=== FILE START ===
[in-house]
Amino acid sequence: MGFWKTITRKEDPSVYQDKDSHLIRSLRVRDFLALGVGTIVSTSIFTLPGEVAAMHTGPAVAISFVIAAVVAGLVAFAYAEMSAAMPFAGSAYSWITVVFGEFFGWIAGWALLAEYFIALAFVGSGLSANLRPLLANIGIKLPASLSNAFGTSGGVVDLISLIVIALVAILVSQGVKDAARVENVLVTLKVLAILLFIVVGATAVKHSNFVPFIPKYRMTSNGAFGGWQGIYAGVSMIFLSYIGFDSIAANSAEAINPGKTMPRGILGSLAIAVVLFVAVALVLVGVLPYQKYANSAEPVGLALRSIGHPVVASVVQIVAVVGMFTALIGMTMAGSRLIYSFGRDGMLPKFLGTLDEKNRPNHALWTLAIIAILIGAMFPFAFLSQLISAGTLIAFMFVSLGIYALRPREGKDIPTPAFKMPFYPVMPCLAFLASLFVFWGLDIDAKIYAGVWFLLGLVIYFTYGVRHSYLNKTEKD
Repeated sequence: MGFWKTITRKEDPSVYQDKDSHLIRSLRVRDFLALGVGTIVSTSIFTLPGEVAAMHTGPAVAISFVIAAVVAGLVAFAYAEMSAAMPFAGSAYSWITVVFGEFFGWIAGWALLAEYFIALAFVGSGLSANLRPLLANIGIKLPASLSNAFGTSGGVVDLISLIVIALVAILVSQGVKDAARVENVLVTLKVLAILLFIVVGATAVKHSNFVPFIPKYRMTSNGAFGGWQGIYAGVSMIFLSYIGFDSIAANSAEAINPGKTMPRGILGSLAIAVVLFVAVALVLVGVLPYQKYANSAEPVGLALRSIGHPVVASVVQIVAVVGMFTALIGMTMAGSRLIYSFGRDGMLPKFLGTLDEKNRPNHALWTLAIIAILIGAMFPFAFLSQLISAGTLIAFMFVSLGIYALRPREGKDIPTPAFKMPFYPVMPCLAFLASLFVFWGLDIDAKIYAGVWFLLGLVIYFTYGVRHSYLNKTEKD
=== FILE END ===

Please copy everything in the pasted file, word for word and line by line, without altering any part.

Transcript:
[in-house]
Amino acid sequence: MGFWKTITRKEDPSVYQDKDSHLIRSLRVRDFLALGVGTIVSTSIFTLPGEVAAMHTGPAVAISFVIAAVVAGLVAFAYAEMSAAMPFAGSAYSWITVVFGEFFGWIAGWALLAEYFIALAFVGSGLSANLRPLLANIGIKLPASLSNAFGTSGGVVDLISLIVIALVAILVSQGVKDAARVENVLVTLKVLAILLFIVVGATAVKHSNFVPFIPKYRMTSNGAFGGWQGIYAGVSMIFLSYIGFDSIAANSAEAINPGKTMPRGILGSLAIAVVLFVAVALVLVGVLPYQKYANSAEPVGLALRSIGHPVVASVVQIVAVVGMFTALIGMTMAGSRLIYSFGRDGMLPKFLGTLDEKNRPNHALWTLAIIAILIGAMFPFAFLSQLISAGTLIAFMFVSLGIYALRPREGKDIPTPAFKMPFYPVMPCLAFLASLFVFWGLDIDAKIYAGVWFLLGLVIYFTYGVRHSYLNKTEKD
Repeated sequence: MGFWKTITRKEDPSVYQDKDSHLIRSLRVRDFLALGVGTIVSTSIFTLPGEVAAMHTGPAVAISFVIAAVVAGLVAFAYAEMSAAMPFAGSAYSWITVVFGEFFGWIAGWALLAEYFIALAFVGSGLSANLRPLLANIGIKLPASLSNAFGTSGGVVDLISLIVIALVAILVSQGVKDAARVENVLVTLKVLAILLFIVVGATAVKHSNFVPFIPKYRMTSNGAFGGWQGIYAGVSMIFLSYIGFDSIAANSAEAINPGKTMPRGILGSLAIAVVLFVAVALVLVGVLPYQKYANSAEPVGLALRSIGHPVVASVVQIVAVVGMFTALIGMTMAGSRLIYSFGRDGMLPKFLGTLDEKNRPNHALWTLAIIAILIGAMFPFAFLSQLISAGTLIAFMFVSLGIYALRPREGKDIPTPAFKMPFYPVMPCLAFLASLFVFWGLDIDAKIYAGVWFLLGLVIYFTYGVRHSYLNKTEKD